Love Wins

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I’ll give a brief example of his prose. After quoting a ream of scriptures to the effect that God desires the salvation of everyone, and that God’s purpose cannot be ultimately resisted, Bell summarizes like this:

Once again, God has a purpose. A desire. A goal. And God never stops pursuing it. Jesus tells a series of parables in Luke 15 about a woman who loses a coin, a shepherd who loses a sheep, and a father who loses a son. The stories aren’t ultimately about things and people being lost; the stories are about things and people being found. The God that Jesus teaches us about doesn’t give up until everything that was lost is found. This God simply doesn’t give up. Ever.

It’s true that Bell qualifies his points quite a bit, needing to walk a bit of a fine line to stay within the conservative biblical view. Still, his questions alone have been enough to make his book extremely popular, and extremely controversial. People who find exclusivist Christianity limiting but who still love Christianity feel quite liberated that someone has finally spoken to them. And plenty of people in the exclusivist branches of Christianity seem very threatened. And that’s probably a very good sign.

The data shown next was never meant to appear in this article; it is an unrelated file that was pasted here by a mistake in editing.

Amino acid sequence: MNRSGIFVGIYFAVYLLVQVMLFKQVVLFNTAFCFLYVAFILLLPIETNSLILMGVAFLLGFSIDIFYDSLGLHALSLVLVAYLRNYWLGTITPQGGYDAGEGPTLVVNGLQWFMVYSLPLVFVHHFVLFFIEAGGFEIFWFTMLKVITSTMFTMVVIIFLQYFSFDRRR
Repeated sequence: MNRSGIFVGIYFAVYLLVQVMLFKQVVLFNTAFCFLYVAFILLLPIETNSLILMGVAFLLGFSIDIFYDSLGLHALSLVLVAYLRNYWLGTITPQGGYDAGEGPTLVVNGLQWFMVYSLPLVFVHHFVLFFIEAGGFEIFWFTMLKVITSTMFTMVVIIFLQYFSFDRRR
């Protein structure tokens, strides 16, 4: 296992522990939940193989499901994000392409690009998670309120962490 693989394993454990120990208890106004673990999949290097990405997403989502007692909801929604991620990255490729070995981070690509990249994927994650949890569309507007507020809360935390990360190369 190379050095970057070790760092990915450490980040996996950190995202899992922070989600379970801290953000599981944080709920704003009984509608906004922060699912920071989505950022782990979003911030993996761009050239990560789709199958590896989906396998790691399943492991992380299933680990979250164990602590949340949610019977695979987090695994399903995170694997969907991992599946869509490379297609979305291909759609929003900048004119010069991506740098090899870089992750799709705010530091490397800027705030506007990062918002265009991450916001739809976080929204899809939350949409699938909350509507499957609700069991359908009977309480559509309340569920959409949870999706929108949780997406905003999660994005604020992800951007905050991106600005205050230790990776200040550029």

I’d highly recommend the book to Christians who’d like support for a more enlightened version of the Christian tradition, and for non-believers who could use an example of Christianity that isn’t all about sending other people to hell.

 

The picture below links to a short video intro on the book

Mar 022011
 

religions Have a Little Faith: A True Story by Mitch Albom. I had seen this book by Mitch Albom on various best seller lists, as I had his previous book Tuesdays with Morrie, but I’d never gotten around to reading them. When the audiobook showed up in my library I figured it was time.

For some reason, I had the impression that Mitch was some sort of evangelical feel-goodauthor, possibly because I vaguely realized that he wrote The Five People You Meet in Heaven, which I enjoyed. As it happens, Mitch is Jewish and got his start as a sports writer.

Have a Little Faith

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This book started when he was asked by his childhood rabbi to give the rabbi’s eulogy (an event that didn’t end up happening for another eight years.) In the course of getting to know the rabbi better, Mitch found his own previously casual faith reawakened. He also became involved, during the course of these years, with an ex-drug addict Christian pastor ministering to the homeless in his native Detroit.

Over the course of getting to know both of these men better, Mitch becomes more cognizant of the role of faith and it’s ability to make the world a better place.

The book if full of witty stories (most of them courtesy of the rabbi) and compassionate moments. It frankly admits (as does the rabbi) that we simply don’t have answers to all life’s questions. The rabbi gives the best answer I’ve ever heard to the question of “why do bad things happen to good people.” To quote the rabbi, “No one knows”.